Politics on the Couch

The Psychology of Leaders and Voters

Love to Hate Politicians?

The Valence-Framing Effect Helps Explain Why Attack Ads Pervade Politics

A new study published in the journal Political Psychology shows that it's easier to hate politicians than to love them. This helps to understand why mudslinging and belligerence-an extreme case being Sarah Palin's notorious map with crosshairs drawn over the congressional districts of Gabrielle Gifford and other House Democrats-are so commonplace in politics.

People just tend to feel more strongly about opposing than they do about supporting, quite apart from the negative versus positive information they hear about political candidates. Psychologists George Bizer, Jeff Larsen, and Richard Petty, the authors of the new study, call the phenomenon the "valence-framing effect."

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One of their demonstrations of valence-framing used surveys conducted in New Jersey and Virginia, during the 2005 gubernatorial election races in those two states. In the New Jersey survey, the researchers asked half of their respondents whether they supported or opposed Jon Corzine, the Democratic candidate. The rest of the New Jerseyans (Jerseyites?) were asked whether they supported or opposed the Republican in the race, Doug Forrester. In the Virginia survey, respondents were likewise randomly asked about either the Democrat Tim Kaine or the Republican Jerry Kilgore. All were then asked how certain they were of their opinion, and how likely it was that they would vote for their preferred candidate.

Unsurprisingly, Democrats generally preferred the Democratic candidate and Republicans favored the Republican. But the experimental design of the survey resulted in some Democrats, by random chance, having to express their preference in terms of opposition ("I'm opposed to Doug Forrester," a negatively framed preference), whereas the rest had to express their preference in terms of support ("I support Jon Corzine," a positively framed preference). Conversely, the Republicans polled were essentially randomly assigned to saying either that they "opposed Jon Corzine" or "supported Doug Forrester." Amazingly, those who had indicated their preference in terms of opposition, regardless of their party or their preference, later said they were more certain about their opinion than were those who had indicated it in terms of support.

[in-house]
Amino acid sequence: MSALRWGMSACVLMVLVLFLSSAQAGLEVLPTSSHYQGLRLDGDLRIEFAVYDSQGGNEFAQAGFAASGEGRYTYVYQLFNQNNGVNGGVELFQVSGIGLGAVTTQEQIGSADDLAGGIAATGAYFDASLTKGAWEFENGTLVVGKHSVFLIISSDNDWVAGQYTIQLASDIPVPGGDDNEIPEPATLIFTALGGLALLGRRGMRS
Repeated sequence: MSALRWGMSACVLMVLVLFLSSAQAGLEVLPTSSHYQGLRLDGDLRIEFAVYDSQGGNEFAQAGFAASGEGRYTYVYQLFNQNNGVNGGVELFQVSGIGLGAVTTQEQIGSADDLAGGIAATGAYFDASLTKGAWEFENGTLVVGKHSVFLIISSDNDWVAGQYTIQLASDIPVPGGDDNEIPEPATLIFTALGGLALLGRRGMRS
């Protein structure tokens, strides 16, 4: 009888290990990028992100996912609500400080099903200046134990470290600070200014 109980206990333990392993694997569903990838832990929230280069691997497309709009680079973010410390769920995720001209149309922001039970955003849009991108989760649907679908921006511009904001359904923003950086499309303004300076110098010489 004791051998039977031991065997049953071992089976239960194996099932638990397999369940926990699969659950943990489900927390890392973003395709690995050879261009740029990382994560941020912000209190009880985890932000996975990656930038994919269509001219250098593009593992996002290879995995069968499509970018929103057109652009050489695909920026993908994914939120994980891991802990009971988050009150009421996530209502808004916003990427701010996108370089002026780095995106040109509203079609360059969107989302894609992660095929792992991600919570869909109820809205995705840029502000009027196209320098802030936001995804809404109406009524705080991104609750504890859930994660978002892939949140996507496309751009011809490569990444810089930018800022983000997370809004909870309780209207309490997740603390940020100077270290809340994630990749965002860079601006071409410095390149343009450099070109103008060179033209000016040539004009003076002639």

Why does this certainty matter, you might reasonably ask, if it doesn't change which candidate you prefer? Here's the rub: those who expressed their opinion in terms of opposition were also significantly more likely to report that they intended to volunteer for and vote for the candidate they preferred!

It seems doubtful that a single poll question would affect votes days or weeks afterward. But habits of thinking and talking about politics in terms of opposition, not to mention negative political ads and news coverage, could interact with the valence-framing effect over a longer period of time. Building up a grudge against a politician could over time make you more likely to head to the polls on election day and vote for "the other one."

The valance-framing effect helps us to understand why political mudslinging, demonization, and calls to arms are so effective and widespread. Negative campaigns not only damage our assessment of a candidate, but they also encourage voters to frame their attitudes about an election in terms of opposition. In turn, this makes us more likely to vote for the favored candidate.

It is easy to see how this might both raise the temperature of political debate in the United States, and sway the outcome of close elections. But negative campaigns often distract attention from policy issues and candidate qualifications that are in the long run more important to voters. By pointing to the difficulty of running positive, issue-focused campaigns, the valence-framing effect reminds us all to be alert to our unconscious political biases

Peter Liberman is a Professor of Political Science at Queens College and the Graduate Center of the City University of New York. more...

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